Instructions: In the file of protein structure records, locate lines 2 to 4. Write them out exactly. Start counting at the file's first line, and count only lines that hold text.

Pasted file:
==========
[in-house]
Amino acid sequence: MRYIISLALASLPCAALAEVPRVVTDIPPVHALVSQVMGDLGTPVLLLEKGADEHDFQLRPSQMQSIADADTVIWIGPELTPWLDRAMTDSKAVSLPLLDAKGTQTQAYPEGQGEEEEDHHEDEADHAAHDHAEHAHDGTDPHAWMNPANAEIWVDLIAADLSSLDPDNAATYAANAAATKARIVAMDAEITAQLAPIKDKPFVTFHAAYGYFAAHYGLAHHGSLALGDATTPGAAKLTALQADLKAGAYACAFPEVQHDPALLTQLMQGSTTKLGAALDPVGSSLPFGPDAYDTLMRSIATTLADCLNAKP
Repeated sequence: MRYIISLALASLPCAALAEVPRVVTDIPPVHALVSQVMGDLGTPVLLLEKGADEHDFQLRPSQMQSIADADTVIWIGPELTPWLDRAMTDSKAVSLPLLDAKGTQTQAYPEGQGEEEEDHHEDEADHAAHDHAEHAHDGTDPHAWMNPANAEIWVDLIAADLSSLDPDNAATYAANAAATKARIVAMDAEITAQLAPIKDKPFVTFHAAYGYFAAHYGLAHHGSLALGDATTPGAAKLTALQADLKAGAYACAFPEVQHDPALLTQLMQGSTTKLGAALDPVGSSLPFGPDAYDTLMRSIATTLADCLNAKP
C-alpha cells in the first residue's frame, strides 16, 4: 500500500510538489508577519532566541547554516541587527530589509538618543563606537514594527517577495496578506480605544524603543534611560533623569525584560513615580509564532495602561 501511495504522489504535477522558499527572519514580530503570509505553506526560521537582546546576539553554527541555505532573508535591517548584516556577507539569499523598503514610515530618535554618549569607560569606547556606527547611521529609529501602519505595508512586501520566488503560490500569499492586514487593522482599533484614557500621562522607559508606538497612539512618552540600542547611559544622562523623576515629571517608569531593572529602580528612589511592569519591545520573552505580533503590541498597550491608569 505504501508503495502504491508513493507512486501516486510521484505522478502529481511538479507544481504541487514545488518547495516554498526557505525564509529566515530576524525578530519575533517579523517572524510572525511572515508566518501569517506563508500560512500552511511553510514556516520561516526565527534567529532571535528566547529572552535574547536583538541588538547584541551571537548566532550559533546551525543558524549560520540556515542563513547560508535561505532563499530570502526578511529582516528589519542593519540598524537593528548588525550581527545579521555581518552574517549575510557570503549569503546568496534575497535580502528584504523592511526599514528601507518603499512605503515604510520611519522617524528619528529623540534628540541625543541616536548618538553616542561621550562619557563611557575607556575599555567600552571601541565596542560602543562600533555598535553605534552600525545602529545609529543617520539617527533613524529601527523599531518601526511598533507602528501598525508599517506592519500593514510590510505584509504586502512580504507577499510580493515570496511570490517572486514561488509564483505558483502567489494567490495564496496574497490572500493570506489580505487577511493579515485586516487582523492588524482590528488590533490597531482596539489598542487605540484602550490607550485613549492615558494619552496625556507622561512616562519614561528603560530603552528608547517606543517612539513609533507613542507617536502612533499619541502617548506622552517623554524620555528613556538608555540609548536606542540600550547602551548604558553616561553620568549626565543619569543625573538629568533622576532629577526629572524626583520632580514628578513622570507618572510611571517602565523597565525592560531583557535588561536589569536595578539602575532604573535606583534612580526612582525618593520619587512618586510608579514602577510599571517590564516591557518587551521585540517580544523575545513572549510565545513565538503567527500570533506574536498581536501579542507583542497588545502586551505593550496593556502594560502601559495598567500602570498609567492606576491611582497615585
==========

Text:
Amino acid sequence: MRYIISLALASLPCAALAEVPRVVTDIPPVHALVSQVMGDLGTPVLLLEKGADEHDFQLRPSQMQSIADADTVIWIGPELTPWLDRAMTDSKAVSLPLLDAKGTQTQAYPEGQGEEEEDHHEDEADHAAHDHAEHAHDGTDPHAWMNPANAEIWVDLIAADLSSLDPDNAATYAANAAATKARIVAMDAEITAQLAPIKDKPFVTFHAAYGYFAAHYGLAHHGSLALGDATTPGAAKLTALQADLKAGAYACAFPEVQHDPALLTQLMQGSTTKLGAALDPVGSSLPFGPDAYDTLMRSIATTLADCLNAKP
Repeated sequence: MRYIISLALASLPCAALAEVPRVVTDIPPVHALVSQVMGDLGTPVLLLEKGADEHDFQLRPSQMQSIADADTVIWIGPELTPWLDRAMTDSKAVSLPLLDAKGTQTQAYPEGQGEEEEDHHEDEADHAAHDHAEHAHDGTDPHAWMNPANAEIWVDLIAADLSSLDPDNAATYAANAAATKARIVAMDAEITAQLAPIKDKPFVTFHAAYGYFAAHYGLAHHGSLALGDATTPGAAKLTALQADLKAGAYACAFPEVQHDPALLTQLMQGSTTKLGAALDPVGSSLPFGPDAYDTLMRSIATTLADCLNAKP
C-alpha cells in the first residue's frame, strides 16, 4: 500500500510538489508577519532566541547554516541587527530589509538618543563606537514594527517577495496578506480605544524603543534611560533623569525584560513615580509564532495602561 501511495504522489504535477522558499527572519514580530503570509505553506526560521537582546546576539553554527541555505532573508535591517548584516556577507539569499523598503514610515530618535554618549569607560569606547556606527547611521529609529501602519505595508512586501520566488503560490500569499492586514487593522482599533484614557500621562522607559508606538497612539512618552540600542547611559544622562523623576515629571517608569531593572529602580528612589511592569519591545520573552505580533503590541498597550491608569 505504501508503495502504491508513493507512486501516486510521484505522478502529481511538479507544481504541487514545488518547495516554498526557505525564509529566515530576524525578530519575533517579523517572524510572525511572515508566518501569517506563508500560512500552511511553510514556516520561516526565527534567529532571535528566547529572552535574547536583538541588538547584541551571537548566532550559533546551525543558524549560520540556515542563513547560508535561505532563499530570502526578511529582516528589519542593519540598524537593528548588525550581527545579521555581518552574517549575510557570503549569503546568496534575497535580502528584504523592511526599514528601507518603499512605503515604510520611519522617524528619528529623540534628540541625543541616536548618538553616542561621550562619557563611557575607556575599555567600552571601541565596542560602543562600533555598535553605534552600525545602529545609529543617520539617527533613524529601527523599531518601526511598533507602528501598525508599517506592519500593514510590510505584509504586502512580504507577499510580493515570496511570490517572486514561488509564483505558483502567489494567490495564496496574497490572500493570506489580505487577511493579515485586516487582523492588524482590528488590533490597531482596539489598542487605540484602550490607550485613549492615558494619552496625556507622561512616562519614561528603560530603552528608547517606543517612539513609533507613542507617536502612533499619541502617548506622552517623554524620555528613556538608555540609548536606542540600550547602551548604558553616561553620568549626565543619569543625573538629568533622576532629577526629572524626583520632580514628578513622570507618572510611571517602565523597565525592560531583557535588561536589569536595578539602575532604573535606583534612580526612582525618593520619587512618586510608579514602577510599571517590564516591557518587551521585540517580544523575545513572549510565545513565538503567527500570533506574536498581536501579542507583542497588545502586551505593550496593556502594560502601559495598567500602570498609567492606576491611582497615585